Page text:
Go back with the Magic Mushroom
Go back with the Magic Mushroom
Fans of Super Mario play with them. Doctors study them. Chefs all over the world cook with them. They appear overnight, disappear just like fast and leave no trace of their visit. Students with this world are called mycologists and now, the fungus is being looked over as a possible treatment for cancer, PTSD-post-traumatic stress disorder and some psychological disorders.
Mushrooms, sometimes called toadstools, are fleshy bodies of fungus that grow above ground on soil or on a food source. They are separated from the plant world in a kingdom all their very own called Myceteae because they cannot contain chlorophyll like green plants.
Without the process of photosynthesis, some mushrooms obtain nutrients by deteriorating organic matter or by feeding from higher plants. They are known as decomposers. Another sector attacks living plants to kill and consume them and they’re called parasites. Edible and poisonous varieties are mycorrhizal and are located on or near roots of trees such as oaks, pines and firs.
For humans, mushrooms can perform one of three things-nourish, heal or poison. Few are benign. The three most popular edible versions with this ‘meat of the vegetable world’ will be the oyster, morel and chanterelles.
They are used extensively in cuisine from China, Korea, Japan and India. Actually, China could be the world’s largest producer cultivating over half of all mushrooms consumed worldwide. Shroom chocolate A lot of the edible variety inside our supermarkets have been grown commercially on farms and include shiitake, portobello and enoki.
Eastern medicine, especially traditional Chinese practices, has used mushrooms for centuries. In the U.S., studies were conducted in the early ’60s for possible methods to modulate the immune system and to inhibit tumor growth with extracts found in cancer research.
Mushrooms were also used ritually by the natives of Mesoamerica for 1000s of years. Called the ‘flesh of the gods’ by Aztecs, mushrooms were widely consumed in religious ceremonies by cultures through the Americas. Cave paintings in Spain and Algeria depict ritualized ingestion dating back in terms of 9000 years. Questioned by Christian authorities on both parties of the Atlantic, psilocybin use was suppressed until Western psychiatry rediscovered it after World War II.
A 1957 article in Life Magazine titled “Seeking the Magic Mushroom” spurred the interest of America. These year, a Swiss scientist named Albert Hofman, identified psilocybin and psilocin as the active compounds in the ‘magic’ mushrooms. This prompted the creation of the Harvard Psilocybin Project led by American psychologist Timothy Leary at Harvard University to examine the effects of the compound on humans.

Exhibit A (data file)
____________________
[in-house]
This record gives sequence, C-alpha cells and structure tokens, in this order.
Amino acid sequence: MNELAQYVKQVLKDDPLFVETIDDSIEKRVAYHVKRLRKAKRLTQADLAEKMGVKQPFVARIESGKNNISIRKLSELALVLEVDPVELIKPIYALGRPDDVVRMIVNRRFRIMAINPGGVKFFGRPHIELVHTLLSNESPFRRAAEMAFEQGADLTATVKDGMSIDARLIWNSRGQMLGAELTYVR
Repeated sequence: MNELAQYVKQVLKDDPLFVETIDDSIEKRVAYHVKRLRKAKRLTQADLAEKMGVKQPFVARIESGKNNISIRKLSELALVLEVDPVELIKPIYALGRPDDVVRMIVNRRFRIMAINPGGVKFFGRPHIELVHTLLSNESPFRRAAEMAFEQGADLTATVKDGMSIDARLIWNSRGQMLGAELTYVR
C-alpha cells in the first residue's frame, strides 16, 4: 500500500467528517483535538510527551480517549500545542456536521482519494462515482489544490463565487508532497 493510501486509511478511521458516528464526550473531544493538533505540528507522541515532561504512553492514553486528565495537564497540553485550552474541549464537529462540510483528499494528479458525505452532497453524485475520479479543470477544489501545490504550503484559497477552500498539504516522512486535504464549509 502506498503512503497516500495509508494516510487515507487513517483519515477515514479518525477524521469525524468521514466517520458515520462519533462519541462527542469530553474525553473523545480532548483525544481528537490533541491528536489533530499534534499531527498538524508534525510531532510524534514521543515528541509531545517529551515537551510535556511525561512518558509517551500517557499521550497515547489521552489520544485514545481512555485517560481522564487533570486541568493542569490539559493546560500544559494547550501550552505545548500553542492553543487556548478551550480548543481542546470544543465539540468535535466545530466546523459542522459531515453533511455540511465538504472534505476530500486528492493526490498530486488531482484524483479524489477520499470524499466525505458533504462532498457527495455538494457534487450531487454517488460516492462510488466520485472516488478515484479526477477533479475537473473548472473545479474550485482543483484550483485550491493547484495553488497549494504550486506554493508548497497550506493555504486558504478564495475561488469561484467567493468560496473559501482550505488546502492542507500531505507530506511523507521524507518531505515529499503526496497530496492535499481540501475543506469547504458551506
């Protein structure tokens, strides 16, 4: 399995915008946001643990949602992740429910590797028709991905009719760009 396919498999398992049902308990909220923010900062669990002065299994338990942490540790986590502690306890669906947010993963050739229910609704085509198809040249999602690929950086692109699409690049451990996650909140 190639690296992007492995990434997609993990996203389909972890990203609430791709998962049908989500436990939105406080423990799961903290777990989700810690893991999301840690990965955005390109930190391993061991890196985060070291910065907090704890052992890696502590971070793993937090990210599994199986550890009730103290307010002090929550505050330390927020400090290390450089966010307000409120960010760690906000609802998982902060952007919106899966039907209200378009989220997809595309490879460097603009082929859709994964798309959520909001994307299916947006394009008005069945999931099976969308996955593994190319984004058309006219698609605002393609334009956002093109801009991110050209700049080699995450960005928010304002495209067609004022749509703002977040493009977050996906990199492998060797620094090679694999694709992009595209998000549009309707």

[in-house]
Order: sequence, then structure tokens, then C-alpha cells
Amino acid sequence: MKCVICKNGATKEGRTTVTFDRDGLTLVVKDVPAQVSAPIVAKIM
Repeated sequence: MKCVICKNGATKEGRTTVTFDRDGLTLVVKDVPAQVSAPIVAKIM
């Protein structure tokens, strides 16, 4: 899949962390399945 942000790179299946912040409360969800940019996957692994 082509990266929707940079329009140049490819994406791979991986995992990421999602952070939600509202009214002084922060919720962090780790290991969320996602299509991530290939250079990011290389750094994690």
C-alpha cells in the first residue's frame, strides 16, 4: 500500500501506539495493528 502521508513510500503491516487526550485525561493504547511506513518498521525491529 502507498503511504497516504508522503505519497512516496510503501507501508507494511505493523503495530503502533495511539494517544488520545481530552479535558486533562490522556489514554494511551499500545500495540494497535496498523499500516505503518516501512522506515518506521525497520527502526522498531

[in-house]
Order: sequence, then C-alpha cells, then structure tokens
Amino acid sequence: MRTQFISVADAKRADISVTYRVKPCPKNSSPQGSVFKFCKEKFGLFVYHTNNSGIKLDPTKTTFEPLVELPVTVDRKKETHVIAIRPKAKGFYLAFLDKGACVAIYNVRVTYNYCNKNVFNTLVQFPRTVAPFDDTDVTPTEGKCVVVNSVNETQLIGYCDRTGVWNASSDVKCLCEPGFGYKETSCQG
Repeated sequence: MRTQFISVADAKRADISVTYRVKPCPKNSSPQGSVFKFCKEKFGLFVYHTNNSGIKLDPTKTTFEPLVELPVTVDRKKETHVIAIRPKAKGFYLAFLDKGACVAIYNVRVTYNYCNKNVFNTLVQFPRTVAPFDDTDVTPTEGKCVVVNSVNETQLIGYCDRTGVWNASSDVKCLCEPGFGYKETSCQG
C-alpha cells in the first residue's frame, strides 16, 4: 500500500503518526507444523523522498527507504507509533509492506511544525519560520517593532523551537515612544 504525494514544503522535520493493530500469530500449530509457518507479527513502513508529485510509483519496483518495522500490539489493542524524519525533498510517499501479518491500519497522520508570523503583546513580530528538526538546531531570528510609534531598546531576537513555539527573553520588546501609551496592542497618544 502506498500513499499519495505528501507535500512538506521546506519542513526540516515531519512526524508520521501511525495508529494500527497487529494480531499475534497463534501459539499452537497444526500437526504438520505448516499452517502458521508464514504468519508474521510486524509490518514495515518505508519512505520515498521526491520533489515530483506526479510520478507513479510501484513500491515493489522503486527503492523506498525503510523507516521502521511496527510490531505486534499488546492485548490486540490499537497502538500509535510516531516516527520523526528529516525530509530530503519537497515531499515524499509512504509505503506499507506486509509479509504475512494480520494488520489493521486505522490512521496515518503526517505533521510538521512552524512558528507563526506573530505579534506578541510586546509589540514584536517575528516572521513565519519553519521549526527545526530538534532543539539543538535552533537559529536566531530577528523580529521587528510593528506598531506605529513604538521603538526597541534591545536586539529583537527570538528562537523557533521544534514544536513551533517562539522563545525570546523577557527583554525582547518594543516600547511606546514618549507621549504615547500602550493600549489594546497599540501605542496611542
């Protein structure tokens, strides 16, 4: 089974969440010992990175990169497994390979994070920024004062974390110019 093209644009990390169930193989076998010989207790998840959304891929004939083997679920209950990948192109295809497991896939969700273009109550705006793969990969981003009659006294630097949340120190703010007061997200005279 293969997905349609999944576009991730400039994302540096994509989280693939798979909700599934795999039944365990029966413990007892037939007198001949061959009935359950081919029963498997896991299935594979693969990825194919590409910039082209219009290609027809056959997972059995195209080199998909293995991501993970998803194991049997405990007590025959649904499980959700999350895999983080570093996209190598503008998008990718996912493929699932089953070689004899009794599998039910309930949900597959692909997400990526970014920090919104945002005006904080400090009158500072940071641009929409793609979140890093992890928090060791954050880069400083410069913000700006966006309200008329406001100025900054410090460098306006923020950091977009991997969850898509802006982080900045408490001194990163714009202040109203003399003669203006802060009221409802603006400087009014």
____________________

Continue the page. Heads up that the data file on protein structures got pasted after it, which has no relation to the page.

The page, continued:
In the quarter century that followed, 40,000 patients received psilocybin and other hallucinogens such as LSD and mescaline. Significantly more than 1,000 research papers were produced. Once the federal government took notice of the growing subculture open to adopting the utilization, regulations were enacted.
The Nixon Administration began regulations, which included the Controlled Substances Act of 1970. What the law states created five schedules of increasing severity under which drugs were to be classified. Psilocybin was devote the most restrictive schedule I alongside marijuana and MDMA. Each was defined as having a “high possibility of abuse, no currently acceptable medical use and a lack of accepted safety.”
This ended the study for pretty much 25 years until recently when studies exposed for potential use within dealing with or resolving PTSD-post-traumatic stress disorder alongside anxiety issues. By June 2014, whole mushrooms or extracts have been studied in 32 human clinical trials registered with the U.S. National Institutes of Health for their potential effects on many different diseases and conditions. Some maladies being addressed include cancer, glaucoma, immune functions and inflammatory bowel disease.
The controversial part of research is the utilization of psilocybin, a naturally occurring chemical in certain mushrooms. Its ability to greatly help people struggling with psychological disorders such as obsessive-compulsive disorder, PTSD and anxiety are still being explored. Psilocybin has been shown to be effective in treating addiction to alcohol and cigarettes in some studies